8: Conscious Sedation 2: Preparing the Parent and Child

Chapter 8

Conscious Sedation 2: Preparing the Parent and Child


The aim of this chapter is to demonstrate how to prepare both the child and his or her parent for conscious sedation.


After reading this chapter the practitioner will

  • be able to select those children who are most likely to accept treatment using sedation, particularly inhalation sedation

  • confidently assess the child’s dental needs

  • recognise the role of good communication to ensure a successful outcome through parent and child participation

  • obtain informed consent

  • give appropriate pre- and postoperative instructions.


The preparation of parent and child for conscious sedation is much more complex than a novice dental sedation team might at first have envisaged. However, time spent in this preparation will help make successful operative dental treatment under conscious sedation a reality for the anxious child and their family. The step-wise preparation outlined in this chapter also guarantees compliance with contemporary guidance in respect of safe sedation practice. Good preparation helps to avoid failed sedation visits, through better patient selection and parent engagement, and so saves time in the long run (Fig 8-1). These preparatory steps can be incorporated into the sequential treatment plan outlined in Chapter 6.


Fig 8-1 Preparing the child for conscious sedation.

Preparing the parent and child includes

  • Assessing the dental needs of the child.

  • Assessing the medical health of the child.

  • Assessing the potential cooperation of the child.

  • The dentist parent child conference.

  • Gaining informed consent.

  • Psychological preparation of the child.

  • Fasting instructions, where relevant.

  • Parental instructions prior to sedation visit.

  • Compiling appropriate records.

Assessing the dental needs of the child

A full dental history and examination are essential parts of the assessment prior to sedation. Of particular importance is the dental and medical history as it is necessary to identify anxiety-provoking stimuli. This enables them to be avoided, where possible, and helps to tailor the dental management to limit the child’s anxiety where it cannot. Once a specific stimulus is identified their likely reaction to that stimulus can be anticipated in advance of treatment.

Common anxiety-provoking stimuli in children are fear of the unknown and lack of control. Some children may remember unpleasant medical procedures – for example, giving blood samples or a recent school vaccination. There is also evidence to suggest that previous general anaesthetic extractions may cause dental anxiety. Some children associate “the mask” with their dental fear, so identify this if nitrous oxide inhalation sedation (IS) is being considered. Its introduction in such cases must include an assurance that it is “not like being put to sleep”: a different thing entirely (Fig 8-2).


Fig 8-2 Introducing the nasal mask.

A complete and accurate diagnosis of a child’s dental disease is also essential. In the case of dental caries both enamel and dentinal lesions need to be identified. Only 40% of dental caries is diagnosed clinically, so a radiographic examination is essential accurately to treatment plan appropriate preventive and restorative care. The child must feel that he or she has completed treatment as they will lose confidence in the dentist should further treatment be required at every future recall. This can easily happen if enamel lesions are not identified and preventive therapy instituted. A holistic approach to the dental care of the child has to be adopted whilst the treatment plan is determined. This should include a caries risk assessment, sequential treatment planning, when to introduce local anaesthesia and how to interleaf prevention into the overall plan.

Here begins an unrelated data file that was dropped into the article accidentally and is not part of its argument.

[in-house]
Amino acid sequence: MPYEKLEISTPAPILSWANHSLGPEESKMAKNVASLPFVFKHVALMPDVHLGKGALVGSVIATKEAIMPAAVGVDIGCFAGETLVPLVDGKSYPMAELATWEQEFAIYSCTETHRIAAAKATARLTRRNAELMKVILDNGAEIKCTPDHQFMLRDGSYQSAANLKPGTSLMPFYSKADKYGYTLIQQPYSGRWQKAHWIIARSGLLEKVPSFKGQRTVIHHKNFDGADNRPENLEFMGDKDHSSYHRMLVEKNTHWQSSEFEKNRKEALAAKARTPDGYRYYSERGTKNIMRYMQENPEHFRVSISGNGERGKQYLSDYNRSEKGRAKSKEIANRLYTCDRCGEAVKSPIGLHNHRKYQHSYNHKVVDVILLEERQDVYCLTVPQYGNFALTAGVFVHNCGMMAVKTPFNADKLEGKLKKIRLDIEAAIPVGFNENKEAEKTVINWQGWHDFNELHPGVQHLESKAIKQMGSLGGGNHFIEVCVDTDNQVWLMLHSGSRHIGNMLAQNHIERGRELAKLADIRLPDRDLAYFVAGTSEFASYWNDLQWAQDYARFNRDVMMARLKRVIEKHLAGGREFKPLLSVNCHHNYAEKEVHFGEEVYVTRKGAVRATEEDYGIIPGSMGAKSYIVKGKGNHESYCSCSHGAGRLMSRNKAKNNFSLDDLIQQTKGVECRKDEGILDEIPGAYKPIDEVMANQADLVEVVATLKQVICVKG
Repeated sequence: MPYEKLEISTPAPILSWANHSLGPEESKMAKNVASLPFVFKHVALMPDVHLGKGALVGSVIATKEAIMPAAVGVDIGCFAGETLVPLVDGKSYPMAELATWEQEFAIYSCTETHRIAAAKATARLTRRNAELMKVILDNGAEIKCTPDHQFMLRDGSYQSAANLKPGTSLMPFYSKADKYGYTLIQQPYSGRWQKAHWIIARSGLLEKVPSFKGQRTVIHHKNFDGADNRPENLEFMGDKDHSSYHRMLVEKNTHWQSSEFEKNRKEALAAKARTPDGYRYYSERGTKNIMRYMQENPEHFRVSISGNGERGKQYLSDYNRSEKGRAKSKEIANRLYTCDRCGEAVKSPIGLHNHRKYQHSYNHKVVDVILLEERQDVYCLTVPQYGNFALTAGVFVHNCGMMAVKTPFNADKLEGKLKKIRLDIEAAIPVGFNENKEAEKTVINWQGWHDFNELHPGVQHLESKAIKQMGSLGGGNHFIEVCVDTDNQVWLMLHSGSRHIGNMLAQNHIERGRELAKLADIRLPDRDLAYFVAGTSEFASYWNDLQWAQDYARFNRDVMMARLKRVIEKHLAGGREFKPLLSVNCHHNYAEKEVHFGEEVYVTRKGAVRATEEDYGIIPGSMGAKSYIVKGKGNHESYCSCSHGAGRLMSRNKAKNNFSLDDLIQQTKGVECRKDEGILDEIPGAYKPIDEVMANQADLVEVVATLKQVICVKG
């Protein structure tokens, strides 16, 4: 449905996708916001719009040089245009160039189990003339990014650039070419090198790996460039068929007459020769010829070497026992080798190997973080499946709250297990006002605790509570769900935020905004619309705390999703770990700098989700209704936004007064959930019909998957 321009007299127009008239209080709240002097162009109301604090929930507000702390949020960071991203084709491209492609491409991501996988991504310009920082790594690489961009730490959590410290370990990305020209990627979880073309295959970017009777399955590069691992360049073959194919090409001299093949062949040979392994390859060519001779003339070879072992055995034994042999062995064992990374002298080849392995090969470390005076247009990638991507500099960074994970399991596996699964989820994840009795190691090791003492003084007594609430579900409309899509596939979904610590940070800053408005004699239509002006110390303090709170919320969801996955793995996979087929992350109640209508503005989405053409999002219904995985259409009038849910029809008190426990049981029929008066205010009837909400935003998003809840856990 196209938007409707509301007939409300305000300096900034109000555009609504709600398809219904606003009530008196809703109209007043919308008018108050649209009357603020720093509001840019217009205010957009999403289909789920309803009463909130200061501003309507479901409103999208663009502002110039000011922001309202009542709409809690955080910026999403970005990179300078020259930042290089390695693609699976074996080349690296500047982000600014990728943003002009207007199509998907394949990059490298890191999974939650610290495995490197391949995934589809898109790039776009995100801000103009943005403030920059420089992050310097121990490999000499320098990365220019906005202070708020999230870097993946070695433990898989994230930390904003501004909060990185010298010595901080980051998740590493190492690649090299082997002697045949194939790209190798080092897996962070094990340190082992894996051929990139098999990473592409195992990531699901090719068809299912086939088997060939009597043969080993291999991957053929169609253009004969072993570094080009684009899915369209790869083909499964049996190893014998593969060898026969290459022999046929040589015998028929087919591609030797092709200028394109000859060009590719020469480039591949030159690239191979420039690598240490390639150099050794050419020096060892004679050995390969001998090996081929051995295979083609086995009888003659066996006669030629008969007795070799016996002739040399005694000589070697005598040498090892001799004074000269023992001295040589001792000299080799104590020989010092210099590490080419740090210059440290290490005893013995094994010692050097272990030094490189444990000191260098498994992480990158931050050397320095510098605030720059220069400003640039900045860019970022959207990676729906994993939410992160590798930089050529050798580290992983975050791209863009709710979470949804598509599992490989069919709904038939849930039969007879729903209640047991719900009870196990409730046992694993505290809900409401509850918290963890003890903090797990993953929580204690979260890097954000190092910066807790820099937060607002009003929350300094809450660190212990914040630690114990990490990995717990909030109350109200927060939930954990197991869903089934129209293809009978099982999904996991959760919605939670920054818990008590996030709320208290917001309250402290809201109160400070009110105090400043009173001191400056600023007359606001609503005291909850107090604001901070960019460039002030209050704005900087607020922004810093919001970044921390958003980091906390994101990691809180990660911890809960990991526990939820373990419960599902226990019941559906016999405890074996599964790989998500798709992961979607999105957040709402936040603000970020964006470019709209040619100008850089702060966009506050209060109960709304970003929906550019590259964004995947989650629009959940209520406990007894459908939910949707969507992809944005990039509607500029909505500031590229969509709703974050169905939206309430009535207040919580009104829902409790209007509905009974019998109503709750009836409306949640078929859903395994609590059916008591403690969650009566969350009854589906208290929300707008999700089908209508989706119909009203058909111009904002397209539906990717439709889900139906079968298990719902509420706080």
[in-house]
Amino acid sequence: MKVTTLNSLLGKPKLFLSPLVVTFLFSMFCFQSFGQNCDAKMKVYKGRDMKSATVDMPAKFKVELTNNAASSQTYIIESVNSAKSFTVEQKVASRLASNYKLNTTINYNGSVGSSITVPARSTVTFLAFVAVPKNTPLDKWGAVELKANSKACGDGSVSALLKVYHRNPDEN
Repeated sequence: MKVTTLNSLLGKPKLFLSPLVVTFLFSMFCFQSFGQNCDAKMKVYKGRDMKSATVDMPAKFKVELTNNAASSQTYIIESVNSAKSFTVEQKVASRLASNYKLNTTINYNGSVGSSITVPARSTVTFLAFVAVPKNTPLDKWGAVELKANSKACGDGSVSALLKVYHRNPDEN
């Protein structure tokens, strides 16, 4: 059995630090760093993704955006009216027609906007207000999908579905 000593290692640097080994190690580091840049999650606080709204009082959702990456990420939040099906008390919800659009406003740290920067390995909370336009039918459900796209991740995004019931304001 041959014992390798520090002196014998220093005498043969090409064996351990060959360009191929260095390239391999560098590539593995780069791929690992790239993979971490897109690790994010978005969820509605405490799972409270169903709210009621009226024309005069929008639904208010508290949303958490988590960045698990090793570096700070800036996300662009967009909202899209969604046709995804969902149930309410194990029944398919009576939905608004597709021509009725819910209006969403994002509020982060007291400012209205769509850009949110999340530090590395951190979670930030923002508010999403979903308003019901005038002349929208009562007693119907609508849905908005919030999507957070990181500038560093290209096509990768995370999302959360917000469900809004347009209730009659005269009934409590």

Assessing the Medical Health of the Child

We have already learned in Chapter 7 that the anatomy and physiology of a child differs from those of an adult and how easily children can become hypoxic. A full and up-to-date medical history is always relevant to every aspect of the practice of dentistry but there are some specific areas that need to be explored in greater detail whenever conscious sedation is considered. Dentists must ensure that a parent or guardian who is fully conversant with the child’s health provides the medical history. Indeed, the complete assessment may have to be postponed if another close relative – for example, grandparent or aunt – has accompanied the child.

The medical history must include:

  • cardiac defect, murmurs

  • drug allergy

  • respiratory diseases, including recent colds

  • bleeding disorders

  • immune compromising conditions

  • previous problems with general anaesthesia or sedation

  • a history of family problems with general anaesthesia or sedation

  • current medication

  • any other involvement with another dental or medical specialist.

Fitness for conscious sedation, or general anaesthesia

Fitness for conscious sedation, or general anaesthesia, is usually described in relation to the American Society of Anesthesiologists (ASA) Classification (Table 8-1). Generally, patients who can be categorised as ASA I and ASA II can be considered for conscious sedation in a primary care environment. Patients whose ASA categorisation is beyond this should be referred to specialist centres.

Jan 16, 2015 | Posted by in Periodontics | Comments Off on 8: Conscious Sedation 2: Preparing the Parent and Child
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Table 8-1 American Society of Anesthesiologists (ASA) classification
Class I A normally healthy patient
Class II A patient with mild systemic disease